Classic programmes: Northern Nomads

Today we welcome back to Wadham Lodge our old friends from Sawbridgeworth Town. Their name always reminds me of Michael Palin’s Ripping Yarns as I do confuse them with Barnstoneworth United.

The last time I recalled, an old programme from 1998/9 season, when we first met in the Eastern Floodlight Competition, a competition which we ultimately won by beating Braintree in the final.

I seemed to recall having to take Sawbo to task over the date of their foundation. Our programme at the time said 1890, but the ‘always’ utterly reliable Wikipedia says 1897.

The Sawbo website thought it might have been yesterday. However, they definitely changed their name by adding Town in 1976, when they joined the Essex Senior League.

A programme I have not mentioned previously is one from 1927, when as plain old Leyton we took on the might of the North, Northern Nomads. The Nomads were founded even before Leyton, way, way back in 1862.

Known as ‘the Corinthians of Manchester’ they had an odd existence, possessing no home ground. Neither did they, I believe, play league games in those far off days. They competed in the Welsh cups and the Amateur Cup. Apart from that really little is known about them. They came to Leyton in the third round of the FA Amateur Cup, as holders.

The previous season they had a couple of close victories over Redhill 7 – 1 in the semi-final, and a record-breaking win over Stockton, also 7 – 1, in the final. But, on the 12th February 1927, they were unable to stop Leyton on what would become our first victory in the final a couple of months later.

The Nomads were wearing their familiar shirts of red, white and black hoops and consisted of a team all of whom, bar one, were county standard. On a greasy pitch, then known as the Army Sports Ground, better known as the County Cricket Ground, Leyton won 2 – 1 with a late goal.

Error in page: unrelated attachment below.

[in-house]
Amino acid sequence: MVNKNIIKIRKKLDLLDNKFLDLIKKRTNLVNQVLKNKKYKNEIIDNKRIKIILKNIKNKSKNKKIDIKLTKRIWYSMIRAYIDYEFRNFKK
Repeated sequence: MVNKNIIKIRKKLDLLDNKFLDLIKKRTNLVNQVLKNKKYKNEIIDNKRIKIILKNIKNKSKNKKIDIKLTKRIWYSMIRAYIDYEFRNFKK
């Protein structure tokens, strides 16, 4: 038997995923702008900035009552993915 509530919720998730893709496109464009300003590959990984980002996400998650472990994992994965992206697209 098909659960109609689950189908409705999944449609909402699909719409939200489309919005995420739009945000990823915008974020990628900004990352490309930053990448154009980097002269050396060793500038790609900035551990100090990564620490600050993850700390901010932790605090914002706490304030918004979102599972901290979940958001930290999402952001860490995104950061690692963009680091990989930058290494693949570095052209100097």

I was interested to read in the programme that the Leyton trainer, Tiny Sangwine, had been selected to represent England against France at wrestling! He had also competed in the 1924 Olympic games and was also a champion at the shot put. If a player got injured Tiny never waited for a stretcher, he just carried them off in the arms. But then Albert Edwin Hawksley Sangwine, or Tiny for short, was almost six foot five in height.

Back to the programme. Leyton then led the London League, which included two clubs from Walthamstow, Walthamstow Borough and Walthamstow Grange. The latter playing at the old Dog Stadium, also used by Leyton, when the Army Sports Ground was being used for war games. I am afraid the programme, like the current writer, is a bit tattered around the edges.

Interested to see the game scheduled to kick-off at 3 pm. Ending around a quarter to five in what I guess was near darkness. You do wonder how modern-day Ref’s would cope, some asking for the lights well before half-time, and that’s in October!

Looking back at the Nomads team that also reminds one of Ripping Yarns, Beswick J, Beswick S, Robertson, Fairbrother and Randle.

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